The stakes for creating a widely adopted metaverse couldn’t be higher. A competitor to the Sandbox, Decentraland, sold a plot of digital real estate for $2.4 million last month. For Madrid, the key is not only to give users a sense of ownership over their video-game world but also make it a place that people — its players are generally about 12 years old — genuinely want to return to, a distinction Facebook has struggled with especially among teenagers. “The biggest challenge for us is to make it cool, to make it fun,” Madrid told me. “Yeah, we can talk for hours about the system. But in the end, it’s like, ‘What series do you like on Netflix? What do you watch on HBO?’”
(Since Silicon Valley is a small world propelled by petty rivalries, it’s worth noting that among the people who have bought digital land in the Sandbox game are the Winklevoss twins, the Facebook co-founders who sued Zuckerberg over credit for starting the company and have since invested heavily in crypto and founded Gemini, an exchange for digital currencies.)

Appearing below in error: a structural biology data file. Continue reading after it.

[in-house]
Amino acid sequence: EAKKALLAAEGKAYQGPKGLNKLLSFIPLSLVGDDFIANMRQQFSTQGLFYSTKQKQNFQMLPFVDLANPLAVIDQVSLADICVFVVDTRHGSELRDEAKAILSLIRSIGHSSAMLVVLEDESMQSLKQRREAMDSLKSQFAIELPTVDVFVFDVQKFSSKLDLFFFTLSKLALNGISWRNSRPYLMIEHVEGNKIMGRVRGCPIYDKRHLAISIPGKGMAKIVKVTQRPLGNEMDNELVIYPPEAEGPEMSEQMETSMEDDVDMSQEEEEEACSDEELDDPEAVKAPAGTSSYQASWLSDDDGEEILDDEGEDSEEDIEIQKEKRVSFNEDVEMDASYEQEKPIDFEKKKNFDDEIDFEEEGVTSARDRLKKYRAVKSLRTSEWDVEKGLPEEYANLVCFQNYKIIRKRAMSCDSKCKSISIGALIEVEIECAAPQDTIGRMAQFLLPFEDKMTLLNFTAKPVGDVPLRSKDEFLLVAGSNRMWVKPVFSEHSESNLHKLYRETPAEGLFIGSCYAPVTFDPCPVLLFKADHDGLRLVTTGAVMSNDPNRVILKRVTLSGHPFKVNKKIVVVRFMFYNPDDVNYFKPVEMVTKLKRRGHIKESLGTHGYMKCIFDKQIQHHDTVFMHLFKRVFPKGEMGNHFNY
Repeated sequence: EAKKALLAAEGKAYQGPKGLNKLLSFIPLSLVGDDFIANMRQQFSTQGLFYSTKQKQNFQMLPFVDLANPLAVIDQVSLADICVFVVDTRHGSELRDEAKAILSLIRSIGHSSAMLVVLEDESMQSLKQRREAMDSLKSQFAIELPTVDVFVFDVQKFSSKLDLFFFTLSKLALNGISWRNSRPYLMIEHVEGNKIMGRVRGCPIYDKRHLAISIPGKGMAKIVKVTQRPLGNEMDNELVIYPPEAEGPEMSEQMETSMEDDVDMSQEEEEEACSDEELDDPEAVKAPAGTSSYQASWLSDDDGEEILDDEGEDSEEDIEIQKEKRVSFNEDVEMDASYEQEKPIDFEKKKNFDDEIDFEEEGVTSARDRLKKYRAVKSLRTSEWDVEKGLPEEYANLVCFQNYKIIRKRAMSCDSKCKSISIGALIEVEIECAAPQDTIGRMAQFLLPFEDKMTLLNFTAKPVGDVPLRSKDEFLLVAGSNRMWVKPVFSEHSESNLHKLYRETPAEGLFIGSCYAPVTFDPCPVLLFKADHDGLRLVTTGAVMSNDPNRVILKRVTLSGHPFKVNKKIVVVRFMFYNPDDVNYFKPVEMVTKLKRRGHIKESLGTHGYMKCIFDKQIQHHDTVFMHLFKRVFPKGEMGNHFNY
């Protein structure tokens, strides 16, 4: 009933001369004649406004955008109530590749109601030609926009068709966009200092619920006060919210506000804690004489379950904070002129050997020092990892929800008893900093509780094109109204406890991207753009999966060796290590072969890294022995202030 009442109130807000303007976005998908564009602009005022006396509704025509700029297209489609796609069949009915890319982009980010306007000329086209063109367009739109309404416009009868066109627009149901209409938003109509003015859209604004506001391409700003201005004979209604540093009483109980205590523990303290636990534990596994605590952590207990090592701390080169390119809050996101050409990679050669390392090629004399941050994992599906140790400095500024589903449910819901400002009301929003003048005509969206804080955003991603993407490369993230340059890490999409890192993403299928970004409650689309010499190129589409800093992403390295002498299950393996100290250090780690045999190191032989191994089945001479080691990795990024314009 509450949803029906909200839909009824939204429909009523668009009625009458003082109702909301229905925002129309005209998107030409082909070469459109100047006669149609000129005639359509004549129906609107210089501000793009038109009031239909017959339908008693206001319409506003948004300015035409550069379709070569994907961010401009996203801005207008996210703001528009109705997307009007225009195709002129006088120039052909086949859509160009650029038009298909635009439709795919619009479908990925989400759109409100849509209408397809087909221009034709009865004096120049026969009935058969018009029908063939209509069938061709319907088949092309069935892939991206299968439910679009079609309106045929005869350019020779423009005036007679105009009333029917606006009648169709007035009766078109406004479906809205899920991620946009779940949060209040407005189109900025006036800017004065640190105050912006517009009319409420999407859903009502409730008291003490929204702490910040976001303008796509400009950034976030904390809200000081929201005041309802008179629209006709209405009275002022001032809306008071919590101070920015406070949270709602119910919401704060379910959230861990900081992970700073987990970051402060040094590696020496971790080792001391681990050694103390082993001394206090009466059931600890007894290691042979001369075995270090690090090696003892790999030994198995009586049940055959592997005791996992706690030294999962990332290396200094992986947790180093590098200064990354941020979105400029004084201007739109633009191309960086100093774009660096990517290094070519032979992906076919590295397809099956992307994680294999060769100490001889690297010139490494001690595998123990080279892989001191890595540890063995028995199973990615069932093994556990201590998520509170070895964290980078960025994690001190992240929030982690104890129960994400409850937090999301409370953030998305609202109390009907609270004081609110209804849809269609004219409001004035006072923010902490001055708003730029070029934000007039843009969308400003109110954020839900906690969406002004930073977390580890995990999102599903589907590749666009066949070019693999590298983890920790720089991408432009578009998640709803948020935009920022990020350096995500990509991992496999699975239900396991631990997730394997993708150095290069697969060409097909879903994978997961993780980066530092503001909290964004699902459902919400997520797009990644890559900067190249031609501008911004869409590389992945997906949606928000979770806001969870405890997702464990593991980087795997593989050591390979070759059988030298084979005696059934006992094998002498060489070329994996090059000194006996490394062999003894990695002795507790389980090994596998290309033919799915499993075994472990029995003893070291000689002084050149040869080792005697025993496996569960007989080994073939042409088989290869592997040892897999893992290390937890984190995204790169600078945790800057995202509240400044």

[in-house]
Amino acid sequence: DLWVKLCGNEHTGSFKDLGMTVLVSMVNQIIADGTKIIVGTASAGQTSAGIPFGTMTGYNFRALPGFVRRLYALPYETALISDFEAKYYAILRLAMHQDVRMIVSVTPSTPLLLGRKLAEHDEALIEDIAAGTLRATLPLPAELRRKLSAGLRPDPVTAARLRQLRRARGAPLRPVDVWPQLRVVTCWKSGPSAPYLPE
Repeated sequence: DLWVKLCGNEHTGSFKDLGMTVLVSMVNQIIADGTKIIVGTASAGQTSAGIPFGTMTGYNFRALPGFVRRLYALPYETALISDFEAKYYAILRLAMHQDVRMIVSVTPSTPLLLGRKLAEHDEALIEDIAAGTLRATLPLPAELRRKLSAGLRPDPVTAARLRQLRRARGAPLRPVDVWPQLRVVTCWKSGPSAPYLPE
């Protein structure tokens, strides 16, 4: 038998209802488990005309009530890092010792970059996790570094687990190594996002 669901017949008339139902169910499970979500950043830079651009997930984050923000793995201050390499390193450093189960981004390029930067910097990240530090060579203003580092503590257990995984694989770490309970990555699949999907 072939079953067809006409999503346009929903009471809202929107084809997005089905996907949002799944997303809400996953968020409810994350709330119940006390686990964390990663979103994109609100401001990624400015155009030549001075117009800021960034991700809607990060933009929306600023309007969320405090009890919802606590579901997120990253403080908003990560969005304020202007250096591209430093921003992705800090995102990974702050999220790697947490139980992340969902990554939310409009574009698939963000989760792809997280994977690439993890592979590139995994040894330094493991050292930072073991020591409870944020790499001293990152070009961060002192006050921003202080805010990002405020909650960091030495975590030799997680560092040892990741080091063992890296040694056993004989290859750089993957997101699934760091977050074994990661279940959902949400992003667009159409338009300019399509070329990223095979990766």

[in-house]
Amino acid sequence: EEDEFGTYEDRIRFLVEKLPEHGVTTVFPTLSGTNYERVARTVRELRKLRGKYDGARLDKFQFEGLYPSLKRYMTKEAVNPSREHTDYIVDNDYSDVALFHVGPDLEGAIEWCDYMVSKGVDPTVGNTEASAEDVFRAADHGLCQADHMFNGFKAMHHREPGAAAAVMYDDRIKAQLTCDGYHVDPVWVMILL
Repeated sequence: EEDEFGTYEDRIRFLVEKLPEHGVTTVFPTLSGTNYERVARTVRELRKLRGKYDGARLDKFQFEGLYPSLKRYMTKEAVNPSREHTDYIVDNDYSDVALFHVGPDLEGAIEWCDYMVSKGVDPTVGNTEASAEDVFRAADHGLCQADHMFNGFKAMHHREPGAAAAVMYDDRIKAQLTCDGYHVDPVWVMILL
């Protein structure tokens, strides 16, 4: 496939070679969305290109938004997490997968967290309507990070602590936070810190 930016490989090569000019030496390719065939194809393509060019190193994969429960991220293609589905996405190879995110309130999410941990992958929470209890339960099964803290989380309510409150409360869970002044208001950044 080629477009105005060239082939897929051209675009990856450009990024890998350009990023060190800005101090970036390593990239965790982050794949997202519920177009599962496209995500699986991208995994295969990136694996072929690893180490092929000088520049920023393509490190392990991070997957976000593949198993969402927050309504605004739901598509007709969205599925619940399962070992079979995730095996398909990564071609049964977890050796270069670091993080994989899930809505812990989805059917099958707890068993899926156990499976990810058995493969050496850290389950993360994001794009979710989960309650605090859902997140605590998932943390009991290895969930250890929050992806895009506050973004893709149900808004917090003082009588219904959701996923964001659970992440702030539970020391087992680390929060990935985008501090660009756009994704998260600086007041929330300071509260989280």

On Wednesday, the Sandbox held its own party in the artsy Wynwood district of Miami at a large outdoor bar called Toe Jam Backlot, where house music blared through the night. (There were, for some reason, at least a dozen people wearing wide-brim hats.) A partygoer unaffiliated with the company told me the Sandbox was, in no uncertain terms, “the future,” the kind of confident fortune-telling that’s endemic among the programmers and salespeople down for the week.
At one point, Madrid pulled me into a back room. After talking about the state of tech, he wanted to show me something on Twitter. He took my phone and pulled up a recent tweet from Sandbox:
But it wasn’t that tweet he wanted me to see. After a little bit of searching, he found a reply from the Meta account posted four hours earlier. “Love to see it! The metaverse is getting better by the day,” the tweet read. Then he laughed.
“Should we reply?” he asked me. “What should we say?”
The Sandbox account still hasn’t responded.